*Yes, this distinction is needed to separate it from Bence-Jones PA, US PA, Indian patten PA. Both the latter were so widely variable its amazing. Indeed the US stuff was described as 'Bootleg' PA by one officer, which gives you an idea of the sate of US production was like in the early years, as there was almost no regulation or standards for it, and several companies were just chucking stuff out that had almost no official sanction to make a fast buck.
 

ugly

LE
Moderator
I seem to recall a complete set of mulberry models in RSME Chattenden in the 1980's. I wonder if they ended up in the RE museum? They were in the halls of the classroom area, Burgoyne study centre anyone? They were in glass cases along with loads of models and other interesting items.
 
Agreed. 10 years after designing and building the Lancaster bomber the same team gave the world the Vulcan. 10 years. Others, equally talented, having perfected the jet engine and the atom bomb in the meantime.

For some inexplicable reason we have forgotten that we are (or were) seriously seriously good at shit.
as per the guardian comment.

many leftards want us to fail, because we once ruled an empire on which the sun never set.
 

Truxx

LE
I seem to recall a complete set of mulberry models in RSME Chattenden in the 1980's. I wonder if they ended up in the RE museum? They were in the halls of the classroom area, Burgoyne study centre anyone? They were in glass cases along with loads of models and other interesting items.
Another complete set was at Marchwood Military Port.
 

Mikal

ADC
Thanks, that has pretty much cemented what Truxx suggested.



Trouble is as I do research, I've gone off books, because why read someone else when I can get the documents from the original source and be sure I've got everything. Yes, I've turned into a source snob.
Plus I'm contemplating writing it up myself possibly for a book.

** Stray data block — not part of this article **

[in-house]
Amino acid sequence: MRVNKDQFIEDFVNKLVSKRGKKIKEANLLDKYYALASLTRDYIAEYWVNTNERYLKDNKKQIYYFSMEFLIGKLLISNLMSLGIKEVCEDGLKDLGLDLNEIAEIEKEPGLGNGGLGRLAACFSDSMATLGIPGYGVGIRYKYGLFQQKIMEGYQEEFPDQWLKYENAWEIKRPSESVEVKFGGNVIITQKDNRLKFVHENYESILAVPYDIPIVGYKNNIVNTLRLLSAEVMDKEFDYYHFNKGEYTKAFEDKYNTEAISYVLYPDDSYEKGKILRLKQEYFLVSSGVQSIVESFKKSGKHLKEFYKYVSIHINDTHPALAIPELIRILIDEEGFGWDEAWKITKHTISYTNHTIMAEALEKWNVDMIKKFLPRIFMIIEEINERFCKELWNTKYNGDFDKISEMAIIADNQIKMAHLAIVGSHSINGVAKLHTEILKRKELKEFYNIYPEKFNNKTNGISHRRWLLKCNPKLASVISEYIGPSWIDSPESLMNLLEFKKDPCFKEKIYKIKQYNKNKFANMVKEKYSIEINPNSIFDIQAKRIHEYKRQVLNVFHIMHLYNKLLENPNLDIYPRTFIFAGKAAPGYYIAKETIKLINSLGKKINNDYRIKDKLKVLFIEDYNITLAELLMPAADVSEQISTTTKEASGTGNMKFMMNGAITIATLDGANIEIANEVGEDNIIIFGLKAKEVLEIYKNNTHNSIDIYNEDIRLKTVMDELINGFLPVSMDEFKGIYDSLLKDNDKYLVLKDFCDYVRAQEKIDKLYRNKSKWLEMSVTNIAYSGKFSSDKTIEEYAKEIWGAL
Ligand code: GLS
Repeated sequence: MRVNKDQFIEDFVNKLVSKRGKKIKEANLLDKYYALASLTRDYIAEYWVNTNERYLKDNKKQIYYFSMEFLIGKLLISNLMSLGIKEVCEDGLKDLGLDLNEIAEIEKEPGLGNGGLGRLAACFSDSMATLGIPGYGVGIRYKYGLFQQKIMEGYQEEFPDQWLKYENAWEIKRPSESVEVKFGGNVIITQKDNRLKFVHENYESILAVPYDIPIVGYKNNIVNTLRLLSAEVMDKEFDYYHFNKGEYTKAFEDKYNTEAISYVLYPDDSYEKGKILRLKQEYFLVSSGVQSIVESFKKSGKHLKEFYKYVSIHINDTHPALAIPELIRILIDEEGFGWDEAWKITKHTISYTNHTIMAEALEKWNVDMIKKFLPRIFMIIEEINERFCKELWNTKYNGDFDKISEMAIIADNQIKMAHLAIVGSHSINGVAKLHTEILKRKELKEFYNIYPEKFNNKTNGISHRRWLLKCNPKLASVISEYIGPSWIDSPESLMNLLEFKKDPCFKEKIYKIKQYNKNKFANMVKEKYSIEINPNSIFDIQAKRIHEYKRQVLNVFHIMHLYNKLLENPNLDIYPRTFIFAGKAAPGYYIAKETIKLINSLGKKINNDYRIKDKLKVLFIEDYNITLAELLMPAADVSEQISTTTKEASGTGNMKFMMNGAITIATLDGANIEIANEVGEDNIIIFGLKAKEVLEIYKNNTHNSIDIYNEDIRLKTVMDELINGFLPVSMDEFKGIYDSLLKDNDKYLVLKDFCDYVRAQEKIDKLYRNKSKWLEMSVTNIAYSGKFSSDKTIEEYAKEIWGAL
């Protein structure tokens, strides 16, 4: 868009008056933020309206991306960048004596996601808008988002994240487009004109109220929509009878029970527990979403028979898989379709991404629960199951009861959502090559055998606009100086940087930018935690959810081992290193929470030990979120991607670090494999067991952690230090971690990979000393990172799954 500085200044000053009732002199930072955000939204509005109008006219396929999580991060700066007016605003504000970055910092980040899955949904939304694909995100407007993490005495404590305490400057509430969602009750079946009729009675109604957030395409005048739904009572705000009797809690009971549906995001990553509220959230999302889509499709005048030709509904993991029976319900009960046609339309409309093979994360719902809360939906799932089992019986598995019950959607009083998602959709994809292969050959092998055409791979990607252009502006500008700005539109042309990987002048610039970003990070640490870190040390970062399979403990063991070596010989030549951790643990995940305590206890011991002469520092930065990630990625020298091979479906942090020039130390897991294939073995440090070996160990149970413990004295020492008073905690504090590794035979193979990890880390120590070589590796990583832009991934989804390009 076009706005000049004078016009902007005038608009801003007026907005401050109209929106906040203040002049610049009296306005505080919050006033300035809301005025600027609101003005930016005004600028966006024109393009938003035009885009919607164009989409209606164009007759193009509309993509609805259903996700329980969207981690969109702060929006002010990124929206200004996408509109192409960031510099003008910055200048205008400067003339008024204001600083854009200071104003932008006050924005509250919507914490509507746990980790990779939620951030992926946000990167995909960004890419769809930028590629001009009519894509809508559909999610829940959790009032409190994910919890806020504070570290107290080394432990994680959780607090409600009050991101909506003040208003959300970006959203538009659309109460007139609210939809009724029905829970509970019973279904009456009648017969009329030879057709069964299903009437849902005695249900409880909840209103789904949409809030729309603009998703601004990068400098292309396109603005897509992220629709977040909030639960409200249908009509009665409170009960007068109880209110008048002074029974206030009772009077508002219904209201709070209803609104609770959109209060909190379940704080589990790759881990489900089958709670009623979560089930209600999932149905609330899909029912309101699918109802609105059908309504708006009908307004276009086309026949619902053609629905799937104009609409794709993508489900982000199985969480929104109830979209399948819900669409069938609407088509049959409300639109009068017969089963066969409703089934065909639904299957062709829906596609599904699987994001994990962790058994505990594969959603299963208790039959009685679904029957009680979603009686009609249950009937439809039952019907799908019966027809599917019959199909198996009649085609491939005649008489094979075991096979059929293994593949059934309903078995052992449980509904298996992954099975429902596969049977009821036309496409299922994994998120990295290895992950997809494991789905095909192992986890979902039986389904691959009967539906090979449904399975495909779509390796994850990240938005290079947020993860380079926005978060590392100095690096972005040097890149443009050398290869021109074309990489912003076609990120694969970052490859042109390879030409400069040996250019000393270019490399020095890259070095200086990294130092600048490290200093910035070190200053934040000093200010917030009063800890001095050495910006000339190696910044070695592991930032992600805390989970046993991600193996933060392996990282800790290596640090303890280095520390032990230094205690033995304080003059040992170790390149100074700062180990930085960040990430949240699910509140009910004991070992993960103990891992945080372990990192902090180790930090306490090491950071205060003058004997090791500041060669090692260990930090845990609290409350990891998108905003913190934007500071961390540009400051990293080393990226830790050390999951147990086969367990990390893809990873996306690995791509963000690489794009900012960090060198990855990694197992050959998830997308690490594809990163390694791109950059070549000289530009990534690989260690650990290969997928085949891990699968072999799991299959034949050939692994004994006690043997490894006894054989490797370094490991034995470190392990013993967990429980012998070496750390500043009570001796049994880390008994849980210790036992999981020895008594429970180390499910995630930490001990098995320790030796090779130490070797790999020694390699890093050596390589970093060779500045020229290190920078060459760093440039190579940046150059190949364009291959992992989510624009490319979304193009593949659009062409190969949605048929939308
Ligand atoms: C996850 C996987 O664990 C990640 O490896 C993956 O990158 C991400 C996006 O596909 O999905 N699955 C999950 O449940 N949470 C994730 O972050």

The trouble with other peoples books is that they compound inaccurracies - the bibliographies are a good help. I had some great discussions with some authors about he source of heir information withmany admitting they had quoted other books without checking for accurracy. Some of them had never checked orignal documents.
 
The trouble with other peoples books is that they compound inaccurracies - the bibliographies are a good help. I had some great discussions with some authors about he source of heir information withmany admitting they had quoted other books without checking for accurracy. Some of them had never checked orignal documents.
I agree, hence why I never use other books for sources, unless I have no option. Of course stuff like eye witness accounts (which are already somewhat unreliable) are often only available in older books.

I do wonder if some of the more prolific and well off authors fall into the category you describe. Jsut churn out facsimiles of other works, it does seem to be the only way to make an income from history writing (at least from my lowly position).
 

SpiderFox

Swinger
Year old thread revival I know, but there's this picture in the D-Day museum in Portsmouth which shows the various components in "picture" form. Not the greatest photo but it was through the glass cabinet:
Mulberry.jpg
 

Latest Threads

Top